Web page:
Back to the chicken shack, and onto the Internet.
--Ramsey Lewis On 'Can Jazz Be Saved': Far be it from me to argue with pianist Ramsey Lewis about widening the jazz audience, as he is one of the greatest artists to find success with people who wouldn't normally listen to jazz. The first half of his WSJ letter to the editor, in response to the Terry Teachout "Can Jazz Be Saved" op-ed, is completely on point. Jazz musicians do need to reach out to audiences, and interesting bills could help that process. But the latter half misses the point that audience outreach these days happens online. Lewis' suggestions about wardrobe choices and calling for CD giveaways to students may help the cause marginally. However, the real problem with image and exposure is that artists and record labels aren't reaching out on the Web. You know where you could market your own image, and give away music to both students and fans in formats today's youth audience is accustomed to, and where this is already happening in seemingly every other genre except jazz? The Internet. Just sayin'. (Related: a brief interview with Lewis.)
--Kind Of Blowout: A taste of our office humor: "You know what we really need at NPR Music? Another story about Kind Of Blue." So rather than note the 50th anniversary of the album release with some sort of blog-stravaganza, I'll point you to Slate's coverage. For those who need a refresher course (or introduction, period), Fred Kaplan's gloss on why the music is good is worth reading. But more intriguing (to me, anyway) is a look at Kind Of Blue as film music, and a photo gallery of the artists behind the album (dig those Newport '58 shots). (Related: Ashley Kahn on Kind of Blue for NPR, from earlier this year.)
--Federally-Supported Jazz In Washington, D.C.: Howard Mandel looks at the jazz lineups for the coming season for the three major players in town here: the Library of Congress, then the Smithsonian and finally the Kennedy Center. He concludes that the Kennedy Center, because it offers far and away the most jazz (and a respectable lineup too), is D.C.'s best presenter. Which is cool and all, but we also ought to note D.C. has an active club scene as well: not all the jazz in this city has a stamp of "officialness" to it. This city's jazz network isn't completely non-market-supported -- at least not yet. (Also the fact that the individual Smithsonian museums sometimes present their own concerts, often for free: see the summer Jazz In The Garden series at the National Gallery of Art Sculpture Garden.) There's also a tangent possible about government lip service to jazz (service often weighed down by "historical" repertory, at that), but I'll not indulge it here.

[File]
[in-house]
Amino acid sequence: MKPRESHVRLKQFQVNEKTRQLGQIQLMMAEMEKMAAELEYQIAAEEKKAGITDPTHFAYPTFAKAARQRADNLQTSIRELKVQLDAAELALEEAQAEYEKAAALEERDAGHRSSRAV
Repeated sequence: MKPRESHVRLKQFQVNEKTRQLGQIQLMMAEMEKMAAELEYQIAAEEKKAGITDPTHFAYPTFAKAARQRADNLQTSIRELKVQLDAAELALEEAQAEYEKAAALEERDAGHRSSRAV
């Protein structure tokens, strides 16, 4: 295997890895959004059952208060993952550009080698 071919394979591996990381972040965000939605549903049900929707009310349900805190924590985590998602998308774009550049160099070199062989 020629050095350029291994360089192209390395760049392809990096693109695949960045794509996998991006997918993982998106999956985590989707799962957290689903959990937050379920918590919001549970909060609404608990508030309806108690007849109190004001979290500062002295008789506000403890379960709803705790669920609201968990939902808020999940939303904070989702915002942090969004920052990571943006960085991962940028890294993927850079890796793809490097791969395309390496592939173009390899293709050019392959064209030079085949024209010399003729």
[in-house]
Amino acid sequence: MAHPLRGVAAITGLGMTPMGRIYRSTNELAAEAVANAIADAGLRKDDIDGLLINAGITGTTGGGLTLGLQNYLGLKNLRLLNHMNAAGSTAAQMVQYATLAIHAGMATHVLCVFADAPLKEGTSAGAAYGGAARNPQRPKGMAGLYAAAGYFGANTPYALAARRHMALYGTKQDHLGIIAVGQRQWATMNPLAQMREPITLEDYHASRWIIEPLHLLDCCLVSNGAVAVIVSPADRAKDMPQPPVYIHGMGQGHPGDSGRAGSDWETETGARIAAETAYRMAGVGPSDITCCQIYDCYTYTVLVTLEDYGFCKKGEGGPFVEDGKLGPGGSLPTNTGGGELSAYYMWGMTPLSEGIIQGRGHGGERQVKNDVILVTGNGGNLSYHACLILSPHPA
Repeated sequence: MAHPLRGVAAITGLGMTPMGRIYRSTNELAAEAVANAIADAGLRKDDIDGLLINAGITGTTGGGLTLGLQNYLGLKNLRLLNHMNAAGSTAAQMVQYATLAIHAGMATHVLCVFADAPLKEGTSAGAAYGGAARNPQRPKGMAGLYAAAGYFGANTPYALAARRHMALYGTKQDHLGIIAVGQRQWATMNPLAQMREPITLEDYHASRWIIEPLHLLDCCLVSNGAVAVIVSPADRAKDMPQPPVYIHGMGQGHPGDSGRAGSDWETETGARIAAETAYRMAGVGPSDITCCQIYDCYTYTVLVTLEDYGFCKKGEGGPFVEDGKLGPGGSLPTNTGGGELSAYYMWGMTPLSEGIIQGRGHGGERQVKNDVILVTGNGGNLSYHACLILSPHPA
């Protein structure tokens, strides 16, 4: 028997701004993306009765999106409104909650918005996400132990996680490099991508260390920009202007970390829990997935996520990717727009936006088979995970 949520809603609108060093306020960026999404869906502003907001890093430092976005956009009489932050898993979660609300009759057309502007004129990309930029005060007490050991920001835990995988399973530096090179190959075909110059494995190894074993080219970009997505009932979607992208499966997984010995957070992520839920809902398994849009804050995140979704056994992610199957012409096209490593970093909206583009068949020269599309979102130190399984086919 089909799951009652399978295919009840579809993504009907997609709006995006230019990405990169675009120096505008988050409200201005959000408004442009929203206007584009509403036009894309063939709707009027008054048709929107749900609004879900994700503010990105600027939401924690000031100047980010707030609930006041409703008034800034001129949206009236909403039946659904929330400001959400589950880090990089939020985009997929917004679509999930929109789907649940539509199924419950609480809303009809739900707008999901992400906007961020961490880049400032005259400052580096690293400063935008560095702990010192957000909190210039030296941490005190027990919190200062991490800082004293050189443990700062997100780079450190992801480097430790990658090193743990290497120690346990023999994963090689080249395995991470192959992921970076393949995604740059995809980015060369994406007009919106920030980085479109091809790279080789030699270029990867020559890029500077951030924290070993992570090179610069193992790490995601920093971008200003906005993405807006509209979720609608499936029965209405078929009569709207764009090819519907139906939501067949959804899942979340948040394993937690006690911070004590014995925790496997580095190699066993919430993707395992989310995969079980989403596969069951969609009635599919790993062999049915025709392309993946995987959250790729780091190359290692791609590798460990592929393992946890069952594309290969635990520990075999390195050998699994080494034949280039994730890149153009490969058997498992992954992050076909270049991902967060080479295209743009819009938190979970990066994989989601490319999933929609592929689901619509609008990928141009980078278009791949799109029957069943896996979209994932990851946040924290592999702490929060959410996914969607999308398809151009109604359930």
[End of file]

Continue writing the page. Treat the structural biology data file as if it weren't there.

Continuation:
--Metro Detroit's Best Jazz Club To Close: Or so it would seem in this article about the Firefly Club: the venue owes the state of Michigan a collective total of over $120,000. That, upon the recent struggles of Baker's Keyboard Lounge, means that Detroit's scene -- which produced so many and still houses many great jazz musicians -- is officially struggling. (Meanwhile, Ann Arbor won't have a jazz club for the first time in ages.) It certainly seems as if the state is being a rather harsh mistress here: the club was tied to a payment plan of $2000 a month, but only managed to put together $1500/month during June and July. So the state is responding by seizing the property and demanding the entire payment of $120,000 within 10 days. Seems awfully cold of the Michigan IRS to come down so hard on something that means so much to a certain crowd over such a relatively piddling sum, but I doubt anyone up there cares.
--Iconic Jazz Album Cover Homages: The Oakland Jazz Music Examiner -- anyone know just how Examiner.com works? -- has a look at classic jazz album art that has been riffed on by later artists. Part two here. It's not all there is, certainly, but a good sampling is here. For what it's worth, this Blue Note meets Wu-Tang Clan/side projects mashup is also pretty great.
--Chris Albertson Has A Blog: He wrote the Bessie Smith biography. And he writes now at Stomp Off, Let's Go too. Lots of historical tidbits here so far.
--Take The El Train: A musical train is set to ride in Chicago this Sunday, featuring a local trio of saxophone, guitar and bass. Not your average gig. More information at the Jazz Institute of Chicago Web site.
--The Difficulties Of Leading Large Ensembles: The seeming rise in interest in leading large jazz ensembles lately -- the post-Maria Schneider crowd, one could say -- seems to coincide with the exact point in time that it's becoming less sustainable than ever. Which makes this All About Jazz piece -- a series of interviews looking into the real difficulties of trying to put together a modern big band, and why it's still appealing to many -- a worthy read.
--Lawrence Lucie Passes: Finally, rhythm guitarist Larry Lucie has died, age 101. He played with Duke Ellington and Jelly Roll Morton, Billie Holiday and Fletcher Henderson. And personal reports say he was quite lucid, especially for a 100-year-old, as of last year. May he rest in peace.